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The Cow Game - A Simple Trick-Taking Card Game for Children








Trick-Taking Card Games

Trick-taking card games are the most popular card games played around the world.  Each round involves every player adding one card, then one of the players wins the round and takes the cards, called the trick.   Bridge, or Contract Bridge, devised in 1925, is the most popular of all. 

But Bridgeís precursors and relations are popular, too.  Solo Whist, for example, a non-partner form of Bridge, is still played throughout Britain, including at national championships.  And Hearts, a trick-evasion game, is a game commonly played at family get-togethers.  The list is endless, really:  Oh hell, Spades, Pinochle, 500, Euchre, Briscola, SkatÖ

Teaching Children

Teaching young children how to play trick-taking games can be difficult.  The jump from childrenís games like Go Fish to Hearts or Bridge is often too large for very young children.  But there is a very old trick-taking card game that can bridge the gap:  La Vache or The Cow Game. 

The earliest recorded references to a game like The Cow Game are from the 1300s, but it is likely older than that.  It comes most probably from the area where Spain meets France, and is still played in tournaments in some south-western French towns. 

The Cow Game is simple because:

  • It ignores card suits completely, so there is no trump suit. 

  •  Itís the highest value card that wins the trick.  The child need concentrate only on the card value Ace-low to King-high. 

  • There is no bidding, predicting how many tricks a player will take each hand. 

  • And it can be played by 2  to 4 players, no need for partners.

How to Play The Cow Game

  1. The first player to deal, shuffles the deck, then deals 9 cards to each player.  The remaining cards are set aside.  The deal rotates.

  2. The person to the right of the dealer plays the first card.

  3. The players continue in order, each playing a card, hoping to win the trick with the highest value card.  Ace-low to King-high. 

  4. The won trick is placed in front of the trick winner, and that person starts the next trick by playing a card.  Play continues in this way, until all 9 tricks are won.

  5. The player who wins the most tricks, wins the hand. 

  6. The players can agree ahead of time on how many hands to play.  And the player who wins the most hands, wins the game.

  7. There are only two special rules in The Cow Game, and they relate to when the high-card values are tied.  When the high-card values tie, the trick is set aside, and the winner of the next trick collects both.  And when the last trick of a hand is tied, it goes to the player who won the first trick of the game.

Itís fun to see the children quickly pick up the strategies that help them win.  They donít need them explained.  They learn them best when left to discover them on their own.  Soon theyíre:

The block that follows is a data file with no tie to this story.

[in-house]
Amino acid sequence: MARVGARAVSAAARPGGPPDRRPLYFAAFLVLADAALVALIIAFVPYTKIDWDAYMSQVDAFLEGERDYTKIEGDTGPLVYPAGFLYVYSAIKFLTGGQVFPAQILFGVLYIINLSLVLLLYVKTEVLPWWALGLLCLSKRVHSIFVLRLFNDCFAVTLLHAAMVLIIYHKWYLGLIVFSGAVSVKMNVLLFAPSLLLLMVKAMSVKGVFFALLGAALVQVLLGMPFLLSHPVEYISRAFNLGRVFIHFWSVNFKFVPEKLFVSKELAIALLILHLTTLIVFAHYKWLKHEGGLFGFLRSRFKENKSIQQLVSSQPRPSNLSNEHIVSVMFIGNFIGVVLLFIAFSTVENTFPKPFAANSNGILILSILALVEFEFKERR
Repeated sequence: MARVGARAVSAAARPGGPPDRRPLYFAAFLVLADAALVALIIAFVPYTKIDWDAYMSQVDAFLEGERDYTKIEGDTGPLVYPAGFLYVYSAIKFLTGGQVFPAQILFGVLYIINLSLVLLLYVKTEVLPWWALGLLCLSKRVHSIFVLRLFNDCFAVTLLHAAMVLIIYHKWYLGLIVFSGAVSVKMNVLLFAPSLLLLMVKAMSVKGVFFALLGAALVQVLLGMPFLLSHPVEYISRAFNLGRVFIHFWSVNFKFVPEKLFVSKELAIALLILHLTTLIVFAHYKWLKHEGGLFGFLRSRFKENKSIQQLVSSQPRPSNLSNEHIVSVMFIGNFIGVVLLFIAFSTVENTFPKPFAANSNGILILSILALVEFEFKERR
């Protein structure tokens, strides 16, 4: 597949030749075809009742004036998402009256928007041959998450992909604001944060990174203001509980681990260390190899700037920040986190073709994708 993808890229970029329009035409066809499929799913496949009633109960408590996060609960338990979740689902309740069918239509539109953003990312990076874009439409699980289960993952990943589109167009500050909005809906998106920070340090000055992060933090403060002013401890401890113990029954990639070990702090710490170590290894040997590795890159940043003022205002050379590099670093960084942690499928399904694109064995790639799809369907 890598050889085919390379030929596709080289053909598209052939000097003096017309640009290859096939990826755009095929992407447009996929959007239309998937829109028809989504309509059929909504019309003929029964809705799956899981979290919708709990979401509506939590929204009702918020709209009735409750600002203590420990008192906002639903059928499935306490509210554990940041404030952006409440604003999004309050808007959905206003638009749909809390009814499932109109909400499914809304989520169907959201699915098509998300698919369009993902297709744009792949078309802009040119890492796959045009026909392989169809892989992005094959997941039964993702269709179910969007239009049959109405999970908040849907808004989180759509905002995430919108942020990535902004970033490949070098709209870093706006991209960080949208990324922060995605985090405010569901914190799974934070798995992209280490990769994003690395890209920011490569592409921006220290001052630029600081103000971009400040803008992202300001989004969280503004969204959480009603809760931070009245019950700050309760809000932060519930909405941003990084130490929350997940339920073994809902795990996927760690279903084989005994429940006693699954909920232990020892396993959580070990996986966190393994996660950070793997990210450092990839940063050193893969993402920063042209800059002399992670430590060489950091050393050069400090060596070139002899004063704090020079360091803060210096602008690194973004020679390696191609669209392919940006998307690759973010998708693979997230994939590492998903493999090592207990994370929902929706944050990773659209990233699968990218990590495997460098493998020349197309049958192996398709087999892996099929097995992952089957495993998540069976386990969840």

• drawing out other playerís high cards,

  • discarding useless low ones when they can,

  • purposely matching high-cards to force a tie to hold the trick over for them to win on the next round,

  • and recalling which cards have been played--predicting which might still be in play.


The Cow Game allows them to learn intuitively the strategies that help them later, when they take up Hearts, Whist, Bridge, any trick-taking card game.  To move that learning one step further, you can introduce partner-play to The Cow Game. 

Have them play with 4 players, and those seated across from each other trying to win more tricks than the other team.  They very quickly learn to sacrifice a trick to their partner for the overall win.  And youíll even catch them trying to signal each other!  The original game has many variations, so this is authentic.

The Deck of Cards

Just one more note.  Iíve described The Cow Game using a standard 52-card deck.  But the traditional game uses a 48-card Spanish deck.  If you wish to be purists but donít have a Spanish deck, just remove the 10s from a 52-card deck.  That works fine.  If you wish to use the Italian deck to help them learn the Italian cards, it works just as well.

For more trick-taking games, try Wikipediaís listing.

Here are direct links to for Italian playing cards (there are images at Amazon of all the products) and two old Italian Tarot card decks, for those interested in history.


Alida is an on-line store based in The Republic of San Marino.  They ship Italian playing cards (Tarot, Regional, Historical) all over the world.  The cards are reasonably priced, and shipping is fast (airmail) and very reasonably priced! 

They also sell special historical cards which I think  are too beautiful to play with and should all be framed!  I've purchased cards from them without any problems whatsoever, and an very happy with the GORGEOUS cards!

Visit my Playing Cards page